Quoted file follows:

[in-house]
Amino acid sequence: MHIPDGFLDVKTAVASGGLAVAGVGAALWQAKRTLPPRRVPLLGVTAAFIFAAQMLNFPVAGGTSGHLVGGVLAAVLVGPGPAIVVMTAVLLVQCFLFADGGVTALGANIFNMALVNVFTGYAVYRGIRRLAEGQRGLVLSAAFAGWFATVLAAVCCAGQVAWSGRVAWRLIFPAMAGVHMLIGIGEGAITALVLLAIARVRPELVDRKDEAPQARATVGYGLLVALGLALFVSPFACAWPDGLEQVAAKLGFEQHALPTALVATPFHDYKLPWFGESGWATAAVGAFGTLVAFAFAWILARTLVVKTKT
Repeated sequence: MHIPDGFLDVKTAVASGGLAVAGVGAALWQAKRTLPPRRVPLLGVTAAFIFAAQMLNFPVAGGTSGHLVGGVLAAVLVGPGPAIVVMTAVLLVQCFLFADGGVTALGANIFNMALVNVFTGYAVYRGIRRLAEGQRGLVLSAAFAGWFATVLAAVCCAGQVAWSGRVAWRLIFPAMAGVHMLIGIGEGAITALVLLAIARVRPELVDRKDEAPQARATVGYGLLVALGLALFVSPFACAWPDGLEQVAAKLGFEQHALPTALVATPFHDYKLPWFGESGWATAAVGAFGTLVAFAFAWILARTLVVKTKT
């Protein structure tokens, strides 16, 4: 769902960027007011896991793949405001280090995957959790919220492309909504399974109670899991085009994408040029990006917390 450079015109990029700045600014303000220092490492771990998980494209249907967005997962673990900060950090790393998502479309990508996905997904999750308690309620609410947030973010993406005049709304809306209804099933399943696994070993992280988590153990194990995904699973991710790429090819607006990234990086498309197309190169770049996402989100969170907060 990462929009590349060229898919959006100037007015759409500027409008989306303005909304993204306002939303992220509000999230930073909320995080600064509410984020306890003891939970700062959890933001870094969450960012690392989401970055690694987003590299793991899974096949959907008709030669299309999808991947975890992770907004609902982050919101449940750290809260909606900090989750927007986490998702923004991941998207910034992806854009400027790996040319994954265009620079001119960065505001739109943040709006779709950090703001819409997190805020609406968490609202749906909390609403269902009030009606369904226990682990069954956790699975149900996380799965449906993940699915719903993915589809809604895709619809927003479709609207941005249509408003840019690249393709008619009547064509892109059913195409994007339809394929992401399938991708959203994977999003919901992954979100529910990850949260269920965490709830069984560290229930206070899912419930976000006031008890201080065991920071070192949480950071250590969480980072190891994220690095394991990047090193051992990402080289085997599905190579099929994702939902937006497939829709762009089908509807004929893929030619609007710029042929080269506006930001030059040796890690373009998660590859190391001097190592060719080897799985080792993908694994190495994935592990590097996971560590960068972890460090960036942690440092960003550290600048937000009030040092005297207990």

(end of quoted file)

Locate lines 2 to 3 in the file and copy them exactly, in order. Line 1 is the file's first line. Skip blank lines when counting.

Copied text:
Amino acid sequence: MHIPDGFLDVKTAVASGGLAVAGVGAALWQAKRTLPPRRVPLLGVTAAFIFAAQMLNFPVAGGTSGHLVGGVLAAVLVGPGPAIVVMTAVLLVQCFLFADGGVTALGANIFNMALVNVFTGYAVYRGIRRLAEGQRGLVLSAAFAGWFATVLAAVCCAGQVAWSGRVAWRLIFPAMAGVHMLIGIGEGAITALVLLAIARVRPELVDRKDEAPQARATVGYGLLVALGLALFVSPFACAWPDGLEQVAAKLGFEQHALPTALVATPFHDYKLPWFGESGWATAAVGAFGTLVAFAFAWILARTLVVKTKT
Repeated sequence: MHIPDGFLDVKTAVASGGLAVAGVGAALWQAKRTLPPRRVPLLGVTAAFIFAAQMLNFPVAGGTSGHLVGGVLAAVLVGPGPAIVVMTAVLLVQCFLFADGGVTALGANIFNMALVNVFTGYAVYRGIRRLAEGQRGLVLSAAFAGWFATVLAAVCCAGQVAWSGRVAWRLIFPAMAGVHMLIGIGEGAITALVLLAIARVRPELVDRKDEAPQARATVGYGLLVALGLALFVSPFACAWPDGLEQVAAKLGFEQHALPTALVATPFHDYKLPWFGESGWATAAVGAFGTLVAFAFAWILARTLVVKTKT